All batteries are the same right? Wrong! There are different types of batteries for different kinds of operations. Though some of these batteries may look alike, you need to understand what each one was designed for to be able to make the most of it.
In this article, we will be focusing on Marine batteries. We will look at what exactly this is and how it differs from other kinds. We will also look at how to pick the one that is best for you and possibly also make a few recommendations.
What is a Marine Battery?
In the simplest of terms, this refers to a Battery specifically designed for use on marine vessels. The role of a battery in the operation of a boat or yacht is quite different from its role in the operations of a car.
This therefore means that there are differences in design in each case. To help us gain a better understanding of these differences in design and operation, we shall do a comparison between a car and marine battery.
Difference Between a Marine and Car Battery
There are two main differences between marine and car batteries. These have to do with their purpose or mode of operation and their design.
The primary function of a car battery is to help get the car’s engine running. Once the engine has started running, it basically goes to rest. In fact, the car’s alternator charges it while also providing any electrical power needs of the car.
The case is different for a marine variation. Other than providing that initial electrical power required to start the boat’s engine, it could also continue to provide electrical power for certain functions of the boat. This means that unlike with those made for cars, it continues to work even after the boat’s engine has been fired up.
From the descriptions given above, it is clear that more demand is placed on one than the other. This is also reflected in their designs. Those designed for use on boats have thicker plastic housing than those designed for car use. This is important because it provides the necessary protection required for the rougher operating conditions at sea.
Secondly, the plates inside the batteries designed for marine use are also thicker thank those designed for use in cars because they have to work constantly unlike the car variation.
It should therefore be clear from the above that you need to get the appropriate battery for your boat or any kind of vessel you own to be able to functional fully.
You can learn more about this here.
Choosing a Marine Battery
There are three types of marine batteries you can choose from. Your choice will largely depend on the use you want to put them to. These three are: starting, deep cycle and dual purpose batteries.
This type is basically for providing that first jolt of electrical surge needed to start your boat’s engine. It however is not suited for the continuous running of the electrical needs of your boat. If your boat does not need any electrical supply from a battery while running, then this type of battery is what you should go for.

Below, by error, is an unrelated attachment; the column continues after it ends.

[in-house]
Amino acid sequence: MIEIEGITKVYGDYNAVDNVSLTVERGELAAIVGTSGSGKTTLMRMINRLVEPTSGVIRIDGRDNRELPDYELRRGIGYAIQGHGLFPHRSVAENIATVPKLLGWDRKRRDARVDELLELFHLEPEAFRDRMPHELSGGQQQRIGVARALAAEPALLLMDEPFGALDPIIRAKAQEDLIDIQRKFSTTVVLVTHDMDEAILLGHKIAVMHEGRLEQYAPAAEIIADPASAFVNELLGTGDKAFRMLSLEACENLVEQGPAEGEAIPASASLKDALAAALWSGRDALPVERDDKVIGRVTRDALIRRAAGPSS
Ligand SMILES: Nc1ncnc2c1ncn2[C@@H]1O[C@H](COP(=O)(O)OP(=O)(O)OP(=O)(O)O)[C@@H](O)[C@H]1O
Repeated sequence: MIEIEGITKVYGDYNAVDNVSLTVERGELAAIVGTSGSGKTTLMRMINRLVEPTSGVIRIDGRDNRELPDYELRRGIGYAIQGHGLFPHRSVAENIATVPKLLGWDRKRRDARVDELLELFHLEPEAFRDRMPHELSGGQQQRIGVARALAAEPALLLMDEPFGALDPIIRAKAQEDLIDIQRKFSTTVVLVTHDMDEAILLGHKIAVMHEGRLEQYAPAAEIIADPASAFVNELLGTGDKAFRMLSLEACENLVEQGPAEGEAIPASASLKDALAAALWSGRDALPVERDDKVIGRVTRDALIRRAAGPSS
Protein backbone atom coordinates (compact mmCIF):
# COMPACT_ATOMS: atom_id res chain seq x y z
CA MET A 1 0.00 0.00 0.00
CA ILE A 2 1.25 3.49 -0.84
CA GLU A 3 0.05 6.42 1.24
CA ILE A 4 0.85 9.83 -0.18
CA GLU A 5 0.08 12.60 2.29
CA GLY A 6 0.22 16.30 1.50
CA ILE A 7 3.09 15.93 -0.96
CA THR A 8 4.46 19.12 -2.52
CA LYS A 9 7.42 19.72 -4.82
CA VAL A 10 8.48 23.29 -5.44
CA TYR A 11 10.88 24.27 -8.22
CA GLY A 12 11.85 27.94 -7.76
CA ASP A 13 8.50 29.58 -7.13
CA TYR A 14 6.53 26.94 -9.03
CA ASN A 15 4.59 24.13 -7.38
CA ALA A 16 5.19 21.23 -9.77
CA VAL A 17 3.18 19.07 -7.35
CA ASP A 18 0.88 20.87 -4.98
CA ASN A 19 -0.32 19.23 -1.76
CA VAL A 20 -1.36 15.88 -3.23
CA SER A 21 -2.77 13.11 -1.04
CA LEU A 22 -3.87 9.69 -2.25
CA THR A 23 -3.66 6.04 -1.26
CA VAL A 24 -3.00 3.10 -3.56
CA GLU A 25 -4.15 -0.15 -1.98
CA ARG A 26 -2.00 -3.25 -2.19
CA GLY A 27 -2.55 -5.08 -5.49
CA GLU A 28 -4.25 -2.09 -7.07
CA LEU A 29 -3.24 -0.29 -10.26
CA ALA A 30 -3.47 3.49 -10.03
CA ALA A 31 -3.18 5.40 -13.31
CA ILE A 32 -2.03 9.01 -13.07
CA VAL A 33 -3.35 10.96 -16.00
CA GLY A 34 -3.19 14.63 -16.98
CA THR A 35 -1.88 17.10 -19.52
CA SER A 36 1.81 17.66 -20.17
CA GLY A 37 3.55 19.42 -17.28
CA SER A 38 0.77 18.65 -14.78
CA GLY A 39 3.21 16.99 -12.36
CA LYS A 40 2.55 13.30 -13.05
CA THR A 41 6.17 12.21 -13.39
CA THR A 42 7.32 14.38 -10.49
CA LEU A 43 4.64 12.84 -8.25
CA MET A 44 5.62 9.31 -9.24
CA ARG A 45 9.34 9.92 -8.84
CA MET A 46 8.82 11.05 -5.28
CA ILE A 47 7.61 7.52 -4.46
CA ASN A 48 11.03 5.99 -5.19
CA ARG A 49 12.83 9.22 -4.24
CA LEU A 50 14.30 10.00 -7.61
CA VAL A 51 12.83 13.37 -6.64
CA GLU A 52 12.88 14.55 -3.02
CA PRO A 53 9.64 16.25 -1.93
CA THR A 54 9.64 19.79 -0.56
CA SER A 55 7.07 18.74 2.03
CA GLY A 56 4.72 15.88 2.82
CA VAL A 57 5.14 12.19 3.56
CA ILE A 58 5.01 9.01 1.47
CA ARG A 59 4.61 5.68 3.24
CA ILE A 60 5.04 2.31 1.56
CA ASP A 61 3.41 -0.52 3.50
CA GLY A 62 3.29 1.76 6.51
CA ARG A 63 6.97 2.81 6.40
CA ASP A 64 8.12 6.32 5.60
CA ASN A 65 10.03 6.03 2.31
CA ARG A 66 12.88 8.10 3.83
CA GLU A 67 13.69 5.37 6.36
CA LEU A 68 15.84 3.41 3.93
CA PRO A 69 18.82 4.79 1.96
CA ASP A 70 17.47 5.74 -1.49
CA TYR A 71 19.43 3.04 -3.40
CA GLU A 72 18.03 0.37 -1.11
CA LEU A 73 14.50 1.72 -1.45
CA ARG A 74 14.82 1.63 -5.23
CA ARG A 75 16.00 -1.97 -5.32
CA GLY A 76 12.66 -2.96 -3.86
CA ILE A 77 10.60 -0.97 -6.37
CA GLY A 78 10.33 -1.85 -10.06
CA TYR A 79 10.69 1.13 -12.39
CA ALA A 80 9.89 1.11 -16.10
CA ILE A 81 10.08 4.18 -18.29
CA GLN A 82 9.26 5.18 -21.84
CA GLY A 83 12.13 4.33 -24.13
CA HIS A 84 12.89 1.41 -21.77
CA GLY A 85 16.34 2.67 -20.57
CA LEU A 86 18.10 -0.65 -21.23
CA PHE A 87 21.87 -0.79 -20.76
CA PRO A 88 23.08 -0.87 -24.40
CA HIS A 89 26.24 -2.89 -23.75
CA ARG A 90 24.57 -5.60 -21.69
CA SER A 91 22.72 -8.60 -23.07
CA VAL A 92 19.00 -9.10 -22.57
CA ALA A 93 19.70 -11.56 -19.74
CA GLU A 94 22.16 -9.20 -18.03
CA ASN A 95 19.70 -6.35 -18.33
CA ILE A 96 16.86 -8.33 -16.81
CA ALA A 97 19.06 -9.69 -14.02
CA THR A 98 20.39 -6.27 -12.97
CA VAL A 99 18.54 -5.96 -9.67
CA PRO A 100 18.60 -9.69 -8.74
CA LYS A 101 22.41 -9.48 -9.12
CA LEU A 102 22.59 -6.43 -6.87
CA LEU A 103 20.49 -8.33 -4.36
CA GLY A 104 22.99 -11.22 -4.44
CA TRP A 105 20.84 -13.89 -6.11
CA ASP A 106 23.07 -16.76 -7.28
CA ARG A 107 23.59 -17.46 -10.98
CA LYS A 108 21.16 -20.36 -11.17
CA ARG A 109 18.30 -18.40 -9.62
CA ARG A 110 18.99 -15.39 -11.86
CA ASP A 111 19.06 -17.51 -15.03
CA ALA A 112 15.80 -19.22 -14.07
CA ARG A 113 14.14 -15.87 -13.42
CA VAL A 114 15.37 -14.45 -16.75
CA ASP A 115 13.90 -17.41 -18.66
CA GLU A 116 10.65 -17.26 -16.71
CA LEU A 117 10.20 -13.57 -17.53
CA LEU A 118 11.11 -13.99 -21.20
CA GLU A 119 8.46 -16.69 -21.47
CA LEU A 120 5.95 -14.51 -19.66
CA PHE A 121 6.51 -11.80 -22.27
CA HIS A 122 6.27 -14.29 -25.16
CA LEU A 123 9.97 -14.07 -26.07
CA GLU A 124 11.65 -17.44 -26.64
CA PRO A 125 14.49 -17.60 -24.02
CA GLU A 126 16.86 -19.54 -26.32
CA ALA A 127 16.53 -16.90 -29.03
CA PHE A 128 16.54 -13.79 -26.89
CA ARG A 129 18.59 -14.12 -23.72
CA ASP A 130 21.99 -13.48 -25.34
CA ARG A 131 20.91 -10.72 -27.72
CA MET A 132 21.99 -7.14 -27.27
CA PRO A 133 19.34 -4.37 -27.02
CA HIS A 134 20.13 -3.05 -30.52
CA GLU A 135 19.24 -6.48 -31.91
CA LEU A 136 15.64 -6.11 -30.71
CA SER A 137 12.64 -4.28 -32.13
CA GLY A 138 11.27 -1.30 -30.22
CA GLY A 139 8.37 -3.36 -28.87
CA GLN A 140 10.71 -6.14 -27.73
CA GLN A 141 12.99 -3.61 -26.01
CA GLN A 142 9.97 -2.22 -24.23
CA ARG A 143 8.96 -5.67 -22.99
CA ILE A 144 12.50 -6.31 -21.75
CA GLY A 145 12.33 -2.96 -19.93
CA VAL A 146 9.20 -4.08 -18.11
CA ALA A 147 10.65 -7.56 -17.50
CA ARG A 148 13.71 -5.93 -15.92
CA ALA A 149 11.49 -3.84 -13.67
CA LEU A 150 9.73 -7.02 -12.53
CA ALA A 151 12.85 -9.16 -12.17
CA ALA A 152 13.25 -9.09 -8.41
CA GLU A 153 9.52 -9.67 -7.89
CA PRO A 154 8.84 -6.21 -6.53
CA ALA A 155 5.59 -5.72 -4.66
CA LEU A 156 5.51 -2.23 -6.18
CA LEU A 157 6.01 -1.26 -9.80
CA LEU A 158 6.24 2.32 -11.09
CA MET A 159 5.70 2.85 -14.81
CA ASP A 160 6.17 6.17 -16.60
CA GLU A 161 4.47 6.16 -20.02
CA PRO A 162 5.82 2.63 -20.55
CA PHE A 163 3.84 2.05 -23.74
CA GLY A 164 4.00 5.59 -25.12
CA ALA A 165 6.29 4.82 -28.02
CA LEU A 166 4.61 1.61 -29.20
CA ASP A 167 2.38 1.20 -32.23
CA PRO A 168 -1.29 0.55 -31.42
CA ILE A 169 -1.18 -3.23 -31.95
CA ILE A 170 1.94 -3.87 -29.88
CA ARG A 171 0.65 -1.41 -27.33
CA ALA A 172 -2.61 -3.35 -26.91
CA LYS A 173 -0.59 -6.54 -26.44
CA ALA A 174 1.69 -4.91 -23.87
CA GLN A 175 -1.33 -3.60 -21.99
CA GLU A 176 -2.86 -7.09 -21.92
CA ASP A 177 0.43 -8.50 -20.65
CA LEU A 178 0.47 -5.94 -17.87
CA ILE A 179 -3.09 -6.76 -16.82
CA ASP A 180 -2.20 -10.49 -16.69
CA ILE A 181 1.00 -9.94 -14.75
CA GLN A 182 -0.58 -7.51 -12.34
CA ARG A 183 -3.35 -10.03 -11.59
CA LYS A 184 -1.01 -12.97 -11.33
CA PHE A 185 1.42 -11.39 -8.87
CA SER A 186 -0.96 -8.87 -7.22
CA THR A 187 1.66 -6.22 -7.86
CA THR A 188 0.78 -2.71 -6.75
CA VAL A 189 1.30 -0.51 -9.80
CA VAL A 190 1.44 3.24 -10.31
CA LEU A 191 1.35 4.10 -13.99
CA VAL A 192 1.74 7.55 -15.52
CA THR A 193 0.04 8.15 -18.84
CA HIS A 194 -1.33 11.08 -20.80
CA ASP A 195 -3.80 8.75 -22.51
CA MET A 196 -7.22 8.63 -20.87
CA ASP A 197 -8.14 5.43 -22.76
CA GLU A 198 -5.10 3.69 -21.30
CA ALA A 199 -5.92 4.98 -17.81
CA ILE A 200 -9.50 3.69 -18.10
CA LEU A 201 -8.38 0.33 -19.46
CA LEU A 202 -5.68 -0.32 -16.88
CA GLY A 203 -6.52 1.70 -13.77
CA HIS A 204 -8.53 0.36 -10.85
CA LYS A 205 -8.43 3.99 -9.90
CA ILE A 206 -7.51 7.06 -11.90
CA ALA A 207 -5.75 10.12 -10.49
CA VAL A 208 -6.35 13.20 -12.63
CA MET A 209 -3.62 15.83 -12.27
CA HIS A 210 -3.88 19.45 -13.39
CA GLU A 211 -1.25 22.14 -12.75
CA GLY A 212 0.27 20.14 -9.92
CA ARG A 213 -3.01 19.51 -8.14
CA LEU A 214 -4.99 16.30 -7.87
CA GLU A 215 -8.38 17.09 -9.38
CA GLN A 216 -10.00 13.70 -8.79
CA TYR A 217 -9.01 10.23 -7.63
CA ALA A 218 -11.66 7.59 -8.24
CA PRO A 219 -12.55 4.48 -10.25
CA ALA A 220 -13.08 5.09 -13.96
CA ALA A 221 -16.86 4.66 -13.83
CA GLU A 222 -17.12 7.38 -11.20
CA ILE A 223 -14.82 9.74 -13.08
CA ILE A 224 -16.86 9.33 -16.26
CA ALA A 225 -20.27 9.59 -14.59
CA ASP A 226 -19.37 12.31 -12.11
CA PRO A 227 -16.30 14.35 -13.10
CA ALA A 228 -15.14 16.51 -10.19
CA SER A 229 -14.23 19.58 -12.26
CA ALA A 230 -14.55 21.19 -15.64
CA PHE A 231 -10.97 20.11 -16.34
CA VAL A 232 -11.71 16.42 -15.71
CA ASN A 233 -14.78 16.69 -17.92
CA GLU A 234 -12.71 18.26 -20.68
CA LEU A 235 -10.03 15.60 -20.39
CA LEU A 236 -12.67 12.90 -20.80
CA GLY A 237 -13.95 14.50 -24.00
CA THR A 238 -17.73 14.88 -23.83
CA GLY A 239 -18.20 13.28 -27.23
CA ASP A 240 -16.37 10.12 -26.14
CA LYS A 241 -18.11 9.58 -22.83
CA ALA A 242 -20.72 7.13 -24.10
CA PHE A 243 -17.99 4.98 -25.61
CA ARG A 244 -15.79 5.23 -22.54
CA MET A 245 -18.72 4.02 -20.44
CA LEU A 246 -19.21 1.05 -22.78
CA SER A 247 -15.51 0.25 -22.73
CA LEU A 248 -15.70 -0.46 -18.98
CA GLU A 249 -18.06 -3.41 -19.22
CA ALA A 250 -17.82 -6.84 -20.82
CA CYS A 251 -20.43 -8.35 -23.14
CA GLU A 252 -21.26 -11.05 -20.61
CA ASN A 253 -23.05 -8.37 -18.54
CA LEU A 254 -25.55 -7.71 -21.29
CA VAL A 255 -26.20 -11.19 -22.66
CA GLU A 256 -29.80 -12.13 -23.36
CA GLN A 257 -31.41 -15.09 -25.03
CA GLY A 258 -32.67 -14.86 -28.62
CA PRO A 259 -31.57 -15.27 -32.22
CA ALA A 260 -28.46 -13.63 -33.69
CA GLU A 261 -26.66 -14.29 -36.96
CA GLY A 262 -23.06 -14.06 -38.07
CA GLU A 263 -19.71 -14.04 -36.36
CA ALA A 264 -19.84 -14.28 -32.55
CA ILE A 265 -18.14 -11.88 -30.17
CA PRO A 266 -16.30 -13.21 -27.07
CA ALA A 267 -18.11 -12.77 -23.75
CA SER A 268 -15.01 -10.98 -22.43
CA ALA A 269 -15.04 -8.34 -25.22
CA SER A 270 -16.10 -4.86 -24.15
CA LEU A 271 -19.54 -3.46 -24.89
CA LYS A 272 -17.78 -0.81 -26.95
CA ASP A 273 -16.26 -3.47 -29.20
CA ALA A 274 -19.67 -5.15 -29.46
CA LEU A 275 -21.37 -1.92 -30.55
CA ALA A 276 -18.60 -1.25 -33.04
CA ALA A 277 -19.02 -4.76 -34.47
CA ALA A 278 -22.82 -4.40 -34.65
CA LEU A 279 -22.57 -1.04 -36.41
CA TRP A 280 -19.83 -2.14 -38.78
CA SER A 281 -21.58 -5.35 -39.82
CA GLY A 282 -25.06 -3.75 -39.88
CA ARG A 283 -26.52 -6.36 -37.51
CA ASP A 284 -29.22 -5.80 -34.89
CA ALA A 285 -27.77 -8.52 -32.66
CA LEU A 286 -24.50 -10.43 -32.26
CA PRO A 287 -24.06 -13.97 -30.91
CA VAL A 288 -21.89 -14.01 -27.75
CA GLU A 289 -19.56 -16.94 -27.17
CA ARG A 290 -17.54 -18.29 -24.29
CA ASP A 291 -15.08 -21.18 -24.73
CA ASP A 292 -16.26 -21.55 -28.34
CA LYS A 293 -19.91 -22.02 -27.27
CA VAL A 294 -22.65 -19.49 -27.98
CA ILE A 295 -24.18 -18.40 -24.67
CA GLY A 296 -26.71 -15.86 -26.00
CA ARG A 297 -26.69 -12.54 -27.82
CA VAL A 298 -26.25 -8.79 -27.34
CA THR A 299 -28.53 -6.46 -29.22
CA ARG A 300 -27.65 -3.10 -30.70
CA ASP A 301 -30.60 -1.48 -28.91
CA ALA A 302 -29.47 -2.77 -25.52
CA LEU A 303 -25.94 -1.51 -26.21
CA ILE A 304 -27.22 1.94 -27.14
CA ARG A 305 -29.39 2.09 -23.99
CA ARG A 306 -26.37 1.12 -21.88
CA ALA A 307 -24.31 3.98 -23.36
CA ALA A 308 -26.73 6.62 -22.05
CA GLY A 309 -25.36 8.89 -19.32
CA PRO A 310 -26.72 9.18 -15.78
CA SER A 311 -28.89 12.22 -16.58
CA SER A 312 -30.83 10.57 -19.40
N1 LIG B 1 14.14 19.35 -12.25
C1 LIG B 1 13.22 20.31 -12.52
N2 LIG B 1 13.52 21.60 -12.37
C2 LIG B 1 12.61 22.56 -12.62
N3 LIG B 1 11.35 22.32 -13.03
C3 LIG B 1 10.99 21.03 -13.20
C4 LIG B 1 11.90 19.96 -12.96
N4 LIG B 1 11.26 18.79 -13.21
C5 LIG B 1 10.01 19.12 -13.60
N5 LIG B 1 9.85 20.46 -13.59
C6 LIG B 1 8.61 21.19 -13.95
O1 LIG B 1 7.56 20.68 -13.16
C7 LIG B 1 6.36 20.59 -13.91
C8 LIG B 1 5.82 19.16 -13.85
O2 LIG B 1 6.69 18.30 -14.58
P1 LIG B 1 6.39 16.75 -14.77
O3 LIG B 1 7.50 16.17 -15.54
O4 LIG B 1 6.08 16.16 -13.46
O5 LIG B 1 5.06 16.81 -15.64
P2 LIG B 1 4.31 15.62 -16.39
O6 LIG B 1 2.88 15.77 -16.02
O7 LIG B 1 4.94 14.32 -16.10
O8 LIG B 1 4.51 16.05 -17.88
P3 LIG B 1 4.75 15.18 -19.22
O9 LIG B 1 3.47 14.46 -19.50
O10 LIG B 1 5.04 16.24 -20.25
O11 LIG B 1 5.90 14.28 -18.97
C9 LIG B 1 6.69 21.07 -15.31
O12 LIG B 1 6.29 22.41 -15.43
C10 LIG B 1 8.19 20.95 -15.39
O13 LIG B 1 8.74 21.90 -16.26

This one provides a steady supply of electrical energy necessary for running electrical appliances for a long time. It is built to withstand many cycles of charging and discharging but cannot be used to start the boat’s engine. If all you need is a battery that will run the necessary functions of your boat aside from the initial starting then you can go for this.
The name is self-explanatory. This type can be used to both start the boat’s engine and also run its functions. Its design supports the delivery of the initial jolt of electricity needed to start your boat’s engine and the continuous supply of electricity needed to keep the necessary functions running.
There are three important ratings to look at when choosing a battery. These are ampere hour, reverse capacity and cranking amps. How important any of these ratings are will depend on the type of battery you are going for.
For a starting type, focus on the cranking amps. Look at the cranking amps required by your boat and based on this, choose appropriately.
For deep cycle type, look at the ampere hour and reverse capacity ratings. The ampere hour will tell you how much power it will deliver over 20 hours. The higher the rating, the more power will be delivered. Reverse capacity on the other hand will tell you how long it will deliver 25 amperes of power at 80° Fahrenheit. For a longer operation, choose a higher rating.
Finally, for dual purpose types, you will need to consider all three ratings.
Some batteries require more maintenance than others. Check to ensure how much maintenance the one you are considering will require. Of course, the less maintenance required, the easier it will be to use.
A Few Recommendations
If you are interested in finding some of the best marine batteries for the money, we will quickly offer a few recommendations.
12V 35AH Light Trolling Motor Battery Sevylor Minn Kota
This is a great product for trolling. It is built to withstand the rigors of marine use and delivers long lasting operations with little to no maintenance requirements. Its ratings are: 12V 35AH.
Optima Batteries 8016-103 D34M BlueTop Starting and Deep Cycle Marine Battery
This is a dual purpose battery. It delivers 12-Volt, 750 cold cranking amps and 55 Ah. This will easily start your boat’s engine and also run its functions with ease. It’s a great choice to consider.
VMAX857 AGM Battery 12 Volt 35AH Marine Deep Cycle HI Performance Battery
This is another product that is great for trolling. It has a rating of 12V 35AH and requires little to no maintenance. If you just need a deep cycle battery, then consider this.
With the information and recommendations, you have received above, choosing a battery that will serve your boat perfectly should hopefully be a lot easier.